More disturbingly though, several people have suggested that the uranium oxide samples on my porch are there to give false readings when I take over the Chernobyl disaster monitorings from the public-spirited gentleman who has assumed this responsibility for the present. Nonsense, I say, merely geological curios that will hardly cause a blib on the screen.
(How come the dog downstairs has got sick? - Ed.)
Quickly Changing the Subject: Brownie, everyone who hasn't been arrested recently would agree, is a darned fine cop. When he looks along Main Street and fails to recognize someone, you can bet that person is from out of state. Accordingly, there is no need for Brownie to get in a sweat when he spots a misdemeanor from afar. He'll bide his time and square up later.
But one day, Brownie broke the golden rule of Have Feet Will Plod with devastating consequences, and occasionally, over a Fitch donut he is persuaded to recall the event.
Once upon a time, along with a Special Officer called Donny Foss, Brownie had effected an arrest of some ne'er-do-well for an incident downtown, and the miscreant was being walked back to the station. With his arms held by the officers, the prisoner indicated by jerks of his shoulder that a spot on his neck required to be itched. Brownie and Donny Foss both released their grip, whereupon the prisoner scooted for freedom, hotly pursued by a determined Foss with baton drawn. Brownie, too, although lying a poor third, was definitely running and slowly picking up speed. As the escapee and Foss clattered along Main Street, a conversation was struck up regarding what the officer would do if the prisoner did not stop. Feeling a raging hot breath on the back of his neck, that made him think his itch was soon to be caressed with a night-stick, the prisoner dropped suddenly to the ground. So suddenly, in fact, that Officer Donny Foss tripped over him, and also lay on the sidewalk. Brownie saw this up ahead, but had built up such momentum that braking, or even evasive action, was quite out of the question. He charged into the prone bodies, fell down and broke Foss's ankle, putting him out of work for three months. Brownie made a resolution never to run again.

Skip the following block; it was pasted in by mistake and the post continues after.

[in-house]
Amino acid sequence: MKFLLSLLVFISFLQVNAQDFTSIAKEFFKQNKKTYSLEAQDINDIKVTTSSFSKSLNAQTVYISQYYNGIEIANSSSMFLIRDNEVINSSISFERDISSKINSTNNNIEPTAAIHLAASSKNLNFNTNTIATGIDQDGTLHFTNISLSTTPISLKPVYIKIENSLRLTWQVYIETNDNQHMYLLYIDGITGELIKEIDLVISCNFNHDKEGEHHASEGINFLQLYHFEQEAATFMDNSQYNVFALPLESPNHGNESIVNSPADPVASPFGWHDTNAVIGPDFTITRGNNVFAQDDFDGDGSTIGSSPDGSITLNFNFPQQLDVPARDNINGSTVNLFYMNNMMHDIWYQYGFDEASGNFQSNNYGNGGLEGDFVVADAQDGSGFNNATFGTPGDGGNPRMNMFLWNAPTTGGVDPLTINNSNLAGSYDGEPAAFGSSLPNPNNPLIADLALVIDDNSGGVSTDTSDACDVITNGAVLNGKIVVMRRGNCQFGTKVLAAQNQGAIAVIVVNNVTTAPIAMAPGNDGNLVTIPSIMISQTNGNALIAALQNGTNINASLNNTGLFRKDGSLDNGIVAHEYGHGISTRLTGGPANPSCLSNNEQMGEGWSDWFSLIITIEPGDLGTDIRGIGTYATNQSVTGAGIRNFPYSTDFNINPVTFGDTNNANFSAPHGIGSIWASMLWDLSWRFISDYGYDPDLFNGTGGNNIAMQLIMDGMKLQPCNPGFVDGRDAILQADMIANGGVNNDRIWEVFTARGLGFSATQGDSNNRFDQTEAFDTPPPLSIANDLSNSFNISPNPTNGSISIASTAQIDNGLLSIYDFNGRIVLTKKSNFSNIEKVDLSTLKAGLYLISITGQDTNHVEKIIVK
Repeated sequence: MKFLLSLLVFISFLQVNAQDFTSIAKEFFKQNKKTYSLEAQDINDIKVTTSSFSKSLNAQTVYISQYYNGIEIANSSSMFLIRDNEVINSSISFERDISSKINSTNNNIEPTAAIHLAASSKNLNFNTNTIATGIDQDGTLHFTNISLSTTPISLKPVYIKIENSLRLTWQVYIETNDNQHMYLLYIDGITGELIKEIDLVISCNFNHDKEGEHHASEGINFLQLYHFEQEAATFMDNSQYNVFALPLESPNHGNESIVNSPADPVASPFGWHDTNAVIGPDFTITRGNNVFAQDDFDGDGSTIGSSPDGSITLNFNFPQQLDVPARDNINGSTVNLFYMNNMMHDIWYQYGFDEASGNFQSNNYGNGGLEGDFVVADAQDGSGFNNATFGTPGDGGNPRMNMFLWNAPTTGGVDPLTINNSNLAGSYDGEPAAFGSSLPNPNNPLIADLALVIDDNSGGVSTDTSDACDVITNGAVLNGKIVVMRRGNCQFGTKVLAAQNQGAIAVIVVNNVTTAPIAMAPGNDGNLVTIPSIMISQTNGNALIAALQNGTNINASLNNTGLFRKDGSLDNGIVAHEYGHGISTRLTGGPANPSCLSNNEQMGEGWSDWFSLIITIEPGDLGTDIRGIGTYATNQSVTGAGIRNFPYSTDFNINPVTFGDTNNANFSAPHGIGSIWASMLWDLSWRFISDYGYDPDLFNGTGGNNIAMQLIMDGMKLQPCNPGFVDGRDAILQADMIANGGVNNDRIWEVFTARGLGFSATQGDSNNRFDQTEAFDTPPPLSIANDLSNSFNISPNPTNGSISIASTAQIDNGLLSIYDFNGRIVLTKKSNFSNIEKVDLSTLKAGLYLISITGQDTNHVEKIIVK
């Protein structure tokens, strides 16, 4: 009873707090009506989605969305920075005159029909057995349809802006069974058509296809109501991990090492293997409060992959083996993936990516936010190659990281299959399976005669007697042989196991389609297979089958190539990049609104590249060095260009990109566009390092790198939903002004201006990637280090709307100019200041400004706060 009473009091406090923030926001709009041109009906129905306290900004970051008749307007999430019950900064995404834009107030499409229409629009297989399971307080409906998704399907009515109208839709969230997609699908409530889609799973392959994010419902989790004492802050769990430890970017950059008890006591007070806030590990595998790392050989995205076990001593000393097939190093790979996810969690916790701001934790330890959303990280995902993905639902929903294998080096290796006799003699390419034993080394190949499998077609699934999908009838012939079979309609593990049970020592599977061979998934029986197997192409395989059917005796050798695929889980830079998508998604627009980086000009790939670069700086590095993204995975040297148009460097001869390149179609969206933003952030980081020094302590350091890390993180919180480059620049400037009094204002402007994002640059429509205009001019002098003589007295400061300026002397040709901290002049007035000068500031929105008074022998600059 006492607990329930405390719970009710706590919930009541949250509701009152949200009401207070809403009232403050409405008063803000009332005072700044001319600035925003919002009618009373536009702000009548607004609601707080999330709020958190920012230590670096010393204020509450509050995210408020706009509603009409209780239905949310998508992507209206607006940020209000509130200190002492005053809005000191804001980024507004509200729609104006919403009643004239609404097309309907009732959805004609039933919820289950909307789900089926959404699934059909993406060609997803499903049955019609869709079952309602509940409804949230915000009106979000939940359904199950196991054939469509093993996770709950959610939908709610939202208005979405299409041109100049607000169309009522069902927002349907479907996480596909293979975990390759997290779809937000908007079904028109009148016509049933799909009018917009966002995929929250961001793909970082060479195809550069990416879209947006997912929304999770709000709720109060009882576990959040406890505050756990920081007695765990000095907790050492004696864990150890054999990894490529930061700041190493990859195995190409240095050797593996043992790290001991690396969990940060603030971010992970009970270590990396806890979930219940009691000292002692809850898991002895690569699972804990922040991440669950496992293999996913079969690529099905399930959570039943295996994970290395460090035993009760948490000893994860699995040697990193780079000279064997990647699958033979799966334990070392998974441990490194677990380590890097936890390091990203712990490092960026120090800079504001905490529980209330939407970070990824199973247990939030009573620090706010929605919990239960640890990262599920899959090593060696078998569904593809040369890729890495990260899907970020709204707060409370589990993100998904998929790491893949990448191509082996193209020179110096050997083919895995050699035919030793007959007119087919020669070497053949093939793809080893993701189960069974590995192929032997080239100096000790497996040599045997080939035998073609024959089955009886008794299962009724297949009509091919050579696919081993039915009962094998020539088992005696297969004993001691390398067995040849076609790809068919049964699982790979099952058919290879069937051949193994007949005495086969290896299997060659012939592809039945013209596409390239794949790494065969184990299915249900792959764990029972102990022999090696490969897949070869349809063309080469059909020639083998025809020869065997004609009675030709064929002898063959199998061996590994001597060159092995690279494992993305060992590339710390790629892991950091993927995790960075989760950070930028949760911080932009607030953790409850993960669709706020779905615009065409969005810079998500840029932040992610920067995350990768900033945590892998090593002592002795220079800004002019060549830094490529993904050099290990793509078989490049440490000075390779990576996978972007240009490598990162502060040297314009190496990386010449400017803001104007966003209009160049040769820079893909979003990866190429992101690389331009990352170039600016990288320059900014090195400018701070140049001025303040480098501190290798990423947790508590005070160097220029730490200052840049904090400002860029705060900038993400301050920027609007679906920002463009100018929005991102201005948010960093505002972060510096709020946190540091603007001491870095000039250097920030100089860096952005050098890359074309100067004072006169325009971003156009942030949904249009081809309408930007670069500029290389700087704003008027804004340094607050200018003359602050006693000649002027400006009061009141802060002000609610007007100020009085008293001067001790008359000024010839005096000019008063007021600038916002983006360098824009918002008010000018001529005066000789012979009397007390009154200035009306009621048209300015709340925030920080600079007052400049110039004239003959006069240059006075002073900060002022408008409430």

Food Notes: Mrs. Jolles's readiness class is hatching out chicks that have been incubating, courtesy of Ray Charbonneau's equipment, for a couple of weeks. Mrs. Hoyt's class tried the same wheeze, but due to a faulty thermostat or a faultier conversion of Centigrade to Fahrenheit, all they got, after 14 days, were hard boiled eggs. O cruel world!
Historical Society: Mary-Jane Boggs, snowed off in January, will have a second attempt at the White Mountains of New Hampshire lecture on June 6. This day will also mark the throwing open of the doors of the Historical Museum to the general public from 2 p.m. to 5 p.m., allowing them to gaze in rapture at the one-armed nut-carver's baskets, Henry Wilson's gallstone and a 101 other treasures. Well worth a visit.
Sports News: Finally, an appeal from old Mr. Ramgunshoch to the sports page of the Rochester Courier to give adequate coverage of Scotland's games in the World Cup, currently being played in Mexico. He alleges that this international event is being pointedly ignored by the U.S. media to prevent general depression in the population. (Uncle Sam was knocked out by a succession of pokey little Central American states.)
Ramgunshoch says that he sympathizes with America as Scotland were once beaten 2-0 by Peru, a country no one had ever heard of. A man he knew, at the end of this game, hurled his T.V. through a glass door and over a verandah. As it exploded in the street below, people came out onto their balconies and shouted, "On ye go, Tommy MacIntyre!" and similar words of encouragement. Nonetheless, Mr. R. invites the leadership to support Scotland, whom he feels are world-beaters in 1986.
June 3, 1986